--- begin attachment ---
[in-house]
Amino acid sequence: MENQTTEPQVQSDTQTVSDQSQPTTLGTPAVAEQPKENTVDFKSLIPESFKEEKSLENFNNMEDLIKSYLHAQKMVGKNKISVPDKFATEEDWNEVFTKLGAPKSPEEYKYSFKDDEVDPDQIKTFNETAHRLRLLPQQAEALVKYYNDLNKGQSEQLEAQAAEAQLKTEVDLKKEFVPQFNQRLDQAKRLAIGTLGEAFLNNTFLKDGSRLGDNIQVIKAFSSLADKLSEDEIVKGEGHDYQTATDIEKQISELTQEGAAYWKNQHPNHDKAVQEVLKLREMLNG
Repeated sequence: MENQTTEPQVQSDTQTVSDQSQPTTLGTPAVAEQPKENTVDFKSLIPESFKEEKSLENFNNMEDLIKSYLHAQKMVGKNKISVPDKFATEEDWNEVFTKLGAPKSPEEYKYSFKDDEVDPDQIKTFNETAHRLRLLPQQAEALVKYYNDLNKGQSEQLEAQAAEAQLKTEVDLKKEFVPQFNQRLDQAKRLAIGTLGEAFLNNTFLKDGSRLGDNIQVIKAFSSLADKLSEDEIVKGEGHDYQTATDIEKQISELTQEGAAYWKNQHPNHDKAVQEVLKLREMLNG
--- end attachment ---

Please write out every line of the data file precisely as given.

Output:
[in-house]
Amino acid sequence: MENQTTEPQVQSDTQTVSDQSQPTTLGTPAVAEQPKENTVDFKSLIPESFKEEKSLENFNNMEDLIKSYLHAQKMVGKNKISVPDKFATEEDWNEVFTKLGAPKSPEEYKYSFKDDEVDPDQIKTFNETAHRLRLLPQQAEALVKYYNDLNKGQSEQLEAQAAEAQLKTEVDLKKEFVPQFNQRLDQAKRLAIGTLGEAFLNNTFLKDGSRLGDNIQVIKAFSSLADKLSEDEIVKGEGHDYQTATDIEKQISELTQEGAAYWKNQHPNHDKAVQEVLKLREMLNG
Repeated sequence: MENQTTEPQVQSDTQTVSDQSQPTTLGTPAVAEQPKENTVDFKSLIPESFKEEKSLENFNNMEDLIKSYLHAQKMVGKNKISVPDKFATEEDWNEVFTKLGAPKSPEEYKYSFKDDEVDPDQIKTFNETAHRLRLLPQQAEALVKYYNDLNKGQSEQLEAQAAEAQLKTEVDLKKEFVPQFNQRLDQAKRLAIGTLGEAFLNNTFLKDGSRLGDNIQVIKAFSSLADKLSEDEIVKGEGHDYQTATDIEKQISELTQEGAAYWKNQHPNHDKAVQEVLKLREMLNG